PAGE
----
Controlling Ceiling Lights from Two Locations

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  #1  
Old 05-31-07, 11:51 AM
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Controlling Ceiling Lights from Two Locations

I'm a novice when it comes to electrical wiring, so please excuse my ignorance. I'm wiring a new family room. I've installed 12 recessed ceiling fixtures in a new family room addition. I want to be able to control the six lights on one side of the room separately from the six on the other side, and do both from two different locations. So far, I've wired the six lights on one side together, and the six on the other side together, both with 14/2 Romex. I have not connected one set to the other, nor have I run any cable to where the switches will be.

There are two open entrances to the family room from the living room. I want to be able to control each set of six lights from both entrances. I know I can run power to a 3-way switch at entrance 1, then to the lights, and then terminate the curcuit there. Then I can run 14/3 from the switch at entrance 1 to another 3-way switch at entrance 2, and I'd be able to turn the six lights on one side off and on from either. I'd repeat the same steps for the other set of six lights.

But that would take up two circuits, and I'd like to put all 12 lights on one circuit. How do I do that? The Black & Decker Complete Guide to Home Wiring book I have had a misprint I didn't notice until I had wired the fixtures. It shows the cable running between the light fixtures as 14/2, but a closer look shows that it's actually 14/3 mislabeled as 14/2. I really don't want to re-run new cable. Is it possible to do what I want to do with the existing 14/2 cable between the light fixtures?

Thanks for your help!

John
 
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  #2  
Old 05-31-07, 12:01 PM
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All you need is 14-2 between the lights. Are you perhaps mistaking 14-2 with ground for 14-3?

Anyway, run power into the first switch box on 14-2. Run 14-2 to one of the lights from set 1. Run 14-2 to one of the lights for set 2. Run two sets of 14-3 to the second switch box.

Connect appropriately.

Before asking how to connect the wires at the boxes, please draw yourself a picture and at least make an attempt at figuring this out.


Note that a better solution would be to run the wires to the lights from the second witch box instead of the first, but either method will work. The wiring is somewhat different for each layout, but easier to understand in the second case.
 
  #3  
Old 05-31-07, 04:07 PM
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There are two open entrances to the family room from the living room. I want to be able to control each set of six lights from both entrances. I know I can run power to a 3-way switch at entrance 1, then to the lights, and then terminate the curcuit there. Then I can run 14/3 from the switch at entrance 1 to another 3-way switch at entrance 2, and I'd be able to turn the six lights on one side off and on from either. I'd repeat the same steps for the other set of six lights.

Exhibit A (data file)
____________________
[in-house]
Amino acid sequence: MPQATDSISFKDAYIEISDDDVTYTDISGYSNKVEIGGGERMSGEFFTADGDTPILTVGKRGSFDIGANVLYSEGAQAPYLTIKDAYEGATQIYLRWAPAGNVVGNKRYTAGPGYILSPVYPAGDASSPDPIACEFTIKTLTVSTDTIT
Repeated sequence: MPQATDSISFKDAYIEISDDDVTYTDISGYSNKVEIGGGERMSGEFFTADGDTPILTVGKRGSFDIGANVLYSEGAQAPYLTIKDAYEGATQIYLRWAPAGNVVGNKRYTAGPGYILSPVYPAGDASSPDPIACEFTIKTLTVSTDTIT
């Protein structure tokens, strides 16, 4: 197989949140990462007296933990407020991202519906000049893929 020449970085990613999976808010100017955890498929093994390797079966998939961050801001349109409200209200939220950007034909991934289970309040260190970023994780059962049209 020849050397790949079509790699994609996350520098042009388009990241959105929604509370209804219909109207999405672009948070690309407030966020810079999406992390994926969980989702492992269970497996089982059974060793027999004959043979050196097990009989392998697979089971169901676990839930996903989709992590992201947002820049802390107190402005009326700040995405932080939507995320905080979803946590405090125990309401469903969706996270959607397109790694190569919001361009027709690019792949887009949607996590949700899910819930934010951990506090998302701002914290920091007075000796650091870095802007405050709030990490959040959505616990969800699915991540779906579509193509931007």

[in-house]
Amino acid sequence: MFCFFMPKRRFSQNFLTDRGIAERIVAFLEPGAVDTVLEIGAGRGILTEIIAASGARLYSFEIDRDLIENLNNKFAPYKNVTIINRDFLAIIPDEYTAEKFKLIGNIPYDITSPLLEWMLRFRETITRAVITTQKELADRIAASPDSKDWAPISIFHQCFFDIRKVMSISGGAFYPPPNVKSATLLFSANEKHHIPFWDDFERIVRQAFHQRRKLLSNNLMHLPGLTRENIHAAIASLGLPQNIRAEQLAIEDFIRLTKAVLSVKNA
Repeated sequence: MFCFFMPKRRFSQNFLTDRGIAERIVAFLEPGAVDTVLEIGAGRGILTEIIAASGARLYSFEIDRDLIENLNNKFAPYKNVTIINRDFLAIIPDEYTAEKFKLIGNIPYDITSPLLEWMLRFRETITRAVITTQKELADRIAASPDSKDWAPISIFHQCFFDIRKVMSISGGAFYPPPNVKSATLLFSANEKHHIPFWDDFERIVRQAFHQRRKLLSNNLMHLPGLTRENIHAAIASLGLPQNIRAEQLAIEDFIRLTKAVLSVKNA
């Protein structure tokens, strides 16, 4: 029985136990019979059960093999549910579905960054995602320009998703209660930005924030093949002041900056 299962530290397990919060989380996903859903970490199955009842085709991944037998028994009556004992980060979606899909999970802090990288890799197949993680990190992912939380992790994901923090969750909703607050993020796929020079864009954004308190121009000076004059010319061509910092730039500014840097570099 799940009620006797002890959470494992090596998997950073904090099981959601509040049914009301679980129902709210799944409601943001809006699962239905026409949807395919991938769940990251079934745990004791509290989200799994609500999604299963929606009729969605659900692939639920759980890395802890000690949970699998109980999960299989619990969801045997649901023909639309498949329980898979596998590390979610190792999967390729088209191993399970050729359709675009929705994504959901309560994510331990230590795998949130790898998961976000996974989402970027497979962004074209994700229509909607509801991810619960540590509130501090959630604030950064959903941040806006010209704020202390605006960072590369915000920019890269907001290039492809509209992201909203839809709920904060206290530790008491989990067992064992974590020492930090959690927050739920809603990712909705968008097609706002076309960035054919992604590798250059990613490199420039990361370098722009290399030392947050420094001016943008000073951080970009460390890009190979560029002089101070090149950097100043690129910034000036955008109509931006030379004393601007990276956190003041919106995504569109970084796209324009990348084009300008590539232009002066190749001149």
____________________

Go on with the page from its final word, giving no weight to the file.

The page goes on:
Use the same power feed for both sets of lights. That only uses one circuit.
 
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Old 06-01-07, 08:18 AM
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Thanks for the quick replies, guys. It's starting to make sense now, but I'm not quite there yet.

Bob, when you say that it would be better to run the wires to the lights from the second box, do you mean like this (sorry for using a diagram from another site):

http://www.the-home-improvement-web.com/information/images/wiring5l.jpg

I'll have four switches total, two in each box. Switch 1 in box 1 and Switch 1 in box 2 would control light set 1. Switch 2 in box 1 and Switch 2 in box 2 would control light set 2.

So I run power to switch 1 in box 1 via 14/2, from switch 1 in box1 to switch 1 in box 2 via 14/3, and then from switch 1 in box 2 to a light in set 1 via 14/2.

What I'm not sure about is how I'm getting power to the other set of lights. Do I simply connect a light in set 1 to a light in set 2, then from set 2 to switch 2 in box 2 via 14/2, and from switch 2 in box 2 to switch 2 in box 1 via 14/3?

Sorry for being so dense, but I want to be sure I do this right.

John
 
  #5  
Old 06-01-07, 08:42 AM
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That diagram is exactly what I mean.

If you follow the diagram you found:

Take the power feed at the first junction box and split it. Connect the white wire to both white wires of the 14-3 cables. Connect the black wire to the common terminal of both switches.
 
  #6  
Old 06-01-07, 01:12 PM
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Thanks, Bob. I think I have it now.

John
 
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